Make Listening Safe Campaign UK highlights risk of hearing loss and tinnitus from gaming, Guild to host launch event, former CS player Zero joins as ambassador

Zero has tinnitus, says Make Listening Safe Campaign UK

Retired CSGO player Patrik ‘Zero’ Žúdel – who developed tinnitus from gaming – is an ambassador for the campaign

A Make Listening Safe Campaign UK has launched to help prevent hearing loss and tinnitus in 10m young people at risk from gaming and loud music.

It aims to educate people aged between 10 and 40 of the dangers of excessive listening to loud sounds, under the slogan, ‘Love Sound, Listen With Care’. It will run across TikTok, Twitch and YouTube, and engage with schools and social media influencers.

The launch event for this campaign will be held today (November 1st) at the Sky Guild Gaming Centre, the home of UK esports organisation Guild Esports.

Those who want to attend the launch event from 5pm to 7pm at 2a Chance Street, E16JU, can email [email protected] or register for the Make Listening Safe launch event here.

According to a press release, loud sounds heard during use of personal audio devices while gaming and at loud venues are leaving up to half of all teenagers and young adults (aged 12-35) at risk of hearing loss, with the figure of young people at risk in the UK estimated to be over 10m people.

An updated study found that unless action is taken, the number of people with hearing loss could rise by 2050 to 2.5 billion people – 1 in 4 of the total world population. And previous studies have shown that mild hearing loss doubles the risk of developing dementia.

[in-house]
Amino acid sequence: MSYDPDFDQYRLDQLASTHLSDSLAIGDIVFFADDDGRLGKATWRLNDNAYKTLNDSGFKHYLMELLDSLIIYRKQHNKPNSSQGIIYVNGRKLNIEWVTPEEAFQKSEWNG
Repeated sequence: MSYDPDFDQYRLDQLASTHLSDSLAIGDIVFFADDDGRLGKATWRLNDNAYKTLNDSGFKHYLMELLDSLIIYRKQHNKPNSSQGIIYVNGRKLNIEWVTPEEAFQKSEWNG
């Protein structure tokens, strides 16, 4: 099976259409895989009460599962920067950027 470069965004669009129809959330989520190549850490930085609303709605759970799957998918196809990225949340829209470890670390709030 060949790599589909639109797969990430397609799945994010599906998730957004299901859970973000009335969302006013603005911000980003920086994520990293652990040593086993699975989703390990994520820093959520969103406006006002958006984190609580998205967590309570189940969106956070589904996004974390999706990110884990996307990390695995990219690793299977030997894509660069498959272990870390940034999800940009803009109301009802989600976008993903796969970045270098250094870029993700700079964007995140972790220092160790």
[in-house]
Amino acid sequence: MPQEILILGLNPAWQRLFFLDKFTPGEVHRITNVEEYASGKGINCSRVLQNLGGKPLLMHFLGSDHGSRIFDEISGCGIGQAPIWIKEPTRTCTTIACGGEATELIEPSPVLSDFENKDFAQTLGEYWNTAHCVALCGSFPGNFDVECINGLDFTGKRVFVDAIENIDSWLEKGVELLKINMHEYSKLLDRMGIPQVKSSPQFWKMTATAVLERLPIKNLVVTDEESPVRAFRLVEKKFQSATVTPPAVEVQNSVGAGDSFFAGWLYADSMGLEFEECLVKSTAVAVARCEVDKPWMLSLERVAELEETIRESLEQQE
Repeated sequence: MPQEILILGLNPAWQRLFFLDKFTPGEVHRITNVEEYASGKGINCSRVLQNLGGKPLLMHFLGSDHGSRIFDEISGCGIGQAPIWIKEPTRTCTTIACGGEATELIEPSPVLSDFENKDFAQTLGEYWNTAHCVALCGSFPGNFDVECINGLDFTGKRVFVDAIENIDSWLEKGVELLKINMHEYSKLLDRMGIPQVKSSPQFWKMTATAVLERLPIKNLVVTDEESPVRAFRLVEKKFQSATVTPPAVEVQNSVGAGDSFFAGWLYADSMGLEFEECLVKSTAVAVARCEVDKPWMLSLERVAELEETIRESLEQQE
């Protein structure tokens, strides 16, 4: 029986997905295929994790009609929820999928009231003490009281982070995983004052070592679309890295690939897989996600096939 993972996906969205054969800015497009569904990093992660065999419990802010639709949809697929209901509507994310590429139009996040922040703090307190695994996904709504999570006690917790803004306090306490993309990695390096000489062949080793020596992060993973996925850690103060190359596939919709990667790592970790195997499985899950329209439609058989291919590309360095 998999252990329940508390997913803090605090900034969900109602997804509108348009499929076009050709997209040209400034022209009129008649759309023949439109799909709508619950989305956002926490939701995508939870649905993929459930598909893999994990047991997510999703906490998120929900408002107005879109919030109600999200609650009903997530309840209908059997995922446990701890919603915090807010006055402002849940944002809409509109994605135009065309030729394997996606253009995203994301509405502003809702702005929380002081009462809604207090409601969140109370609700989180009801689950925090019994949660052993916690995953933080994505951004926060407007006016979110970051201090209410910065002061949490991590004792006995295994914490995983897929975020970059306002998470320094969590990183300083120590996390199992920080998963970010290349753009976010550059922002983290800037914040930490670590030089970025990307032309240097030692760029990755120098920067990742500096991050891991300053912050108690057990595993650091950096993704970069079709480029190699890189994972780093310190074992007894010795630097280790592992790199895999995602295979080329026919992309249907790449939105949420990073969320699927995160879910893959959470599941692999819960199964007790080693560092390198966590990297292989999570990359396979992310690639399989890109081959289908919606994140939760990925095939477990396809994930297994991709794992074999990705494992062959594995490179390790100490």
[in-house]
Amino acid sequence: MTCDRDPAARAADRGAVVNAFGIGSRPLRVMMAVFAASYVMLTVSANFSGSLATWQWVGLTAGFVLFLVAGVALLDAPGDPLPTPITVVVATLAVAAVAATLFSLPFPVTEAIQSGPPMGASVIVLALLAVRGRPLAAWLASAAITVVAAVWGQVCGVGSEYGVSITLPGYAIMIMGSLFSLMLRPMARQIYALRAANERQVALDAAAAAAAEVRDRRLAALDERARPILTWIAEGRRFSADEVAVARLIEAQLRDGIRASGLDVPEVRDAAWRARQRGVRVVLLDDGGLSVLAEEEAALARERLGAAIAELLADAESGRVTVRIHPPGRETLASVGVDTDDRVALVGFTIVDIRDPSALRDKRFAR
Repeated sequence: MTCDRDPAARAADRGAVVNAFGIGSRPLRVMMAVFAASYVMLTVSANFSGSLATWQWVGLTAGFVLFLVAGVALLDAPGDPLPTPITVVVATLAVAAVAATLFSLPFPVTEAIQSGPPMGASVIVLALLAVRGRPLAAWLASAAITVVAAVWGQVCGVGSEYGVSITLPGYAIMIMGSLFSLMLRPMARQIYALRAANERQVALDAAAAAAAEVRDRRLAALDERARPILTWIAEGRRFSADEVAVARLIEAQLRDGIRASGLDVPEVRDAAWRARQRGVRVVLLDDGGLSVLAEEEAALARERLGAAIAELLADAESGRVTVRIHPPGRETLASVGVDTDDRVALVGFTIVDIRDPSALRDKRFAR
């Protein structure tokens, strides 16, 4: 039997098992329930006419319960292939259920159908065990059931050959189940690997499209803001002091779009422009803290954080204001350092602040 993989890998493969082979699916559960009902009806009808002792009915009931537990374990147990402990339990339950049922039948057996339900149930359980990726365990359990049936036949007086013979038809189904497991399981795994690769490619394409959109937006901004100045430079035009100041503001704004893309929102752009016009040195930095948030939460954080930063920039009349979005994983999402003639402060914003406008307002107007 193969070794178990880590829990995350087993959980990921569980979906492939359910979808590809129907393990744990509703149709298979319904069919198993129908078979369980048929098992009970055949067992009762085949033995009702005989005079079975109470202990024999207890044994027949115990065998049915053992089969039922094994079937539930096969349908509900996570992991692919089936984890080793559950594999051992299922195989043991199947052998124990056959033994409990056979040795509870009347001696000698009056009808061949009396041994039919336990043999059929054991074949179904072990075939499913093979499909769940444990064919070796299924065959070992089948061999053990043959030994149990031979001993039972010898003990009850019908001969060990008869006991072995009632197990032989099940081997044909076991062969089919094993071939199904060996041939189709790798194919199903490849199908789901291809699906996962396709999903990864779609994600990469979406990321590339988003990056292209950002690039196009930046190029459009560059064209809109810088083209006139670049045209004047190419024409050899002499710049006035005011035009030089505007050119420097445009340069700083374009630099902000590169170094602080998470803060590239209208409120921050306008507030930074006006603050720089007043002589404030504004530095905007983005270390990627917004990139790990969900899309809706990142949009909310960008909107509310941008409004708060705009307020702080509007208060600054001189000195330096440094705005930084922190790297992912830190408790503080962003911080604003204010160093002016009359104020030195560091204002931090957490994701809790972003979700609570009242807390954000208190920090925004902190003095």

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In 2015 the World Health Organisation raised the alarm about the growing risk of hearing damage among young people and launched the Make Listening Safe initiative.

“We are facing an aural epidemic of hearing loss unless we do something. The Make Listening Safe Campaign is committed to creating a world where nobody’s hearing is put in danger due to unsafe listening.”

Stephen Wheatley, Make Listening Safe Campaign UK

The World Health Organisation also found child gamers are twice as likely to develop hearing loss from playing games with too high sound levels on their headphones than those who did not.

Safe sound dosage is 80 dB for 40 hours a week for an adult and 75 dB for 40 hours a week for a child. Unsafe levels of sounds exposure can be, for example, exposure to more than 80 decibels (dBA) for 40 hours per week (the dB equivalent of listening to heavy road traffic). Or, 101dB for 19 minutes per week (the dB equivalent of listening to live rock music).

One of the people affected by hearing loss is UK musician PinkPantheress, whose new album ‘Heaven Knows’ launches next week. Last year, the 22-year-old posted on TikTok that years of exposure to loud music had left her 80% deaf in her right ear.

@pinkpantheress

i switched up the beat to the original cos i prefer bossa nova vibes lol also any lash techs in austin texas? #fyp #foryoupage

♬ original sound – hugobossspectacles

Other high profile people who’ve experienced hearing loss or tinnitus from listening to or playing loud music are Rick Astley (who now wears hearing aids in social situations), BBC broadcaster and drummer Owain Wyn Evans and singer/producer will.i.am.

The Make Listening Safe Campaign UK campaign has the support of Great Ormond Street HospitalTinnitus UK, the RNID, NHS England and the British music industry body the BPI.

The WHO, along with ITU is the International Telecommunication Union (ITU), the United Nations specialised agency for information and communication technologies, has set a global standard for safe listening personal audio devices and systems and is working with manufacturers of smartphones and headphones to promote their implementation.

WHO has also set a standard for safe listening entertainment venues and is working to make recommendations about safe listening features in video gaming hardware and software.

7 stats about tinnitus and hearing loss in gamers from the Make Listening Safe Campaign UK

make listening safe campaign uk logo